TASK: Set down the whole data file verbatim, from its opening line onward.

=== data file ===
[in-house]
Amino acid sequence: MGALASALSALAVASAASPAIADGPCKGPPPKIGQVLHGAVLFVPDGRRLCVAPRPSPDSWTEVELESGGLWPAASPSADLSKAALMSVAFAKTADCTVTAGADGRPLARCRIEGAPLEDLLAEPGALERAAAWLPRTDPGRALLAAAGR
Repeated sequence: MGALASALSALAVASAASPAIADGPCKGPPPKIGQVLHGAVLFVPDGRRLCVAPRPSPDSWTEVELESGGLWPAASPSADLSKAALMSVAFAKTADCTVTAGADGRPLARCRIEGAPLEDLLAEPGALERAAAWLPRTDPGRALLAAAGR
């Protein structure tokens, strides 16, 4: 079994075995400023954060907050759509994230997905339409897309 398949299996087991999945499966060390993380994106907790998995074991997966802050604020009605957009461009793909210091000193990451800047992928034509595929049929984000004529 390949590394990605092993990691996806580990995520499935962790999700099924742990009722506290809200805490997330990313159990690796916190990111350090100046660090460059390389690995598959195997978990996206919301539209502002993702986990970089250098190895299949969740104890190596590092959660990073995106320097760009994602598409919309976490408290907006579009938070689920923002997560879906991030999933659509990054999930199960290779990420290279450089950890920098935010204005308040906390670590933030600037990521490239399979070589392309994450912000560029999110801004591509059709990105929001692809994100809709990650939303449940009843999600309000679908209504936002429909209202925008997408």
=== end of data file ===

[in-house]
Amino acid sequence: MGALASALSALAVASAASPAIADGPCKGPPPKIGQVLHGAVLFVPDGRRLCVAPRPSPDSWTEVELESGGLWPAASPSADLSKAALMSVAFAKTADCTVTAGADGRPLARCRIEGAPLEDLLAEPGALERAAAWLPRTDPGRALLAAAGR
Repeated sequence: MGALASALSALAVASAASPAIADGPCKGPPPKIGQVLHGAVLFVPDGRRLCVAPRPSPDSWTEVELESGGLWPAASPSADLSKAALMSVAFAKTADCTVTAGADGRPLARCRIEGAPLEDLLAEPGALERAAAWLPRTDPGRALLAAAGR
């Protein structure tokens, strides 16, 4: 079994075995400023954060907050759509994230997905339409897309 398949299996087991999945499966060390993380994106907790998995074991997966802050604020009605957009461009793909210091000193990451800047992928034509595929049929984000004529 390949590394990605092993990691996806580990995520499935962790999700099924742990009722506290809200805490997330990313159990690796916190990111350090100046660090460059390389690995598959195997978990996206919301539209502002993702986990970089250098190895299949969740104890190596590092959660990073995106320097760009994602598409919309976490408290907006579009938070689920923002997560879906991030999933659509990054999930199960290779990420290279450089950890920098935010204005308040906390670590933030600037990521490239399979070589392309994450912000560029999110801004591509059709990105929001692809994100809709990650939303449940009843999600309000679908209504936002429909209202925008997408």